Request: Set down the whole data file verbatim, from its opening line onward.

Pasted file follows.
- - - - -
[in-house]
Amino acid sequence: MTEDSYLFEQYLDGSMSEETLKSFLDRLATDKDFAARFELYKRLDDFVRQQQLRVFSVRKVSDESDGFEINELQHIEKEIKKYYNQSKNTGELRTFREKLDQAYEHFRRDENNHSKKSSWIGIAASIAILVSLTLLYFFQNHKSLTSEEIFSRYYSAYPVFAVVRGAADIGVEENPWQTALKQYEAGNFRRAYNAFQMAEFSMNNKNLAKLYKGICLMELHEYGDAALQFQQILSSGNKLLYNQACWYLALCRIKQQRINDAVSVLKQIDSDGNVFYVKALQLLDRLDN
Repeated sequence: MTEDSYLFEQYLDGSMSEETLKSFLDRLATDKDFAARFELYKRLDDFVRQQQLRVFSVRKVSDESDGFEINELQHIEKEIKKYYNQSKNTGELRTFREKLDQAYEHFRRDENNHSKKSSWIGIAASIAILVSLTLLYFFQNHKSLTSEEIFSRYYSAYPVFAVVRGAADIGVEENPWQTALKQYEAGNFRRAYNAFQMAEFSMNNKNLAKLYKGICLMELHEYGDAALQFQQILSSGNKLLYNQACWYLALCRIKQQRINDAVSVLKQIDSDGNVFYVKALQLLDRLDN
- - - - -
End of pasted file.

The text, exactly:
[in-house]
Amino acid sequence: MTEDSYLFEQYLDGSMSEETLKSFLDRLATDKDFAARFELYKRLDDFVRQQQLRVFSVRKVSDESDGFEINELQHIEKEIKKYYNQSKNTGELRTFREKLDQAYEHFRRDENNHSKKSSWIGIAASIAILVSLTLLYFFQNHKSLTSEEIFSRYYSAYPVFAVVRGAADIGVEENPWQTALKQYEAGNFRRAYNAFQMAEFSMNNKNLAKLYKGICLMELHEYGDAALQFQQILSSGNKLLYNQACWYLALCRIKQQRINDAVSVLKQIDSDGNVFYVKALQLLDRLDN
Repeated sequence: MTEDSYLFEQYLDGSMSEETLKSFLDRLATDKDFAARFELYKRLDDFVRQQQLRVFSVRKVSDESDGFEINELQHIEKEIKKYYNQSKNTGELRTFREKLDQAYEHFRRDENNHSKKSSWIGIAASIAILVSLTLLYFFQNHKSLTSEEIFSRYYSAYPVFAVVRGAADIGVEENPWQTALKQYEAGNFRRAYNAFQMAEFSMNNKNLAKLYKGICLMELHEYGDAALQFQQILSSGNKLLYNQACWYLALCRIKQQRINDAVSVLKQIDSDGNVFYVKALQLLDRLDN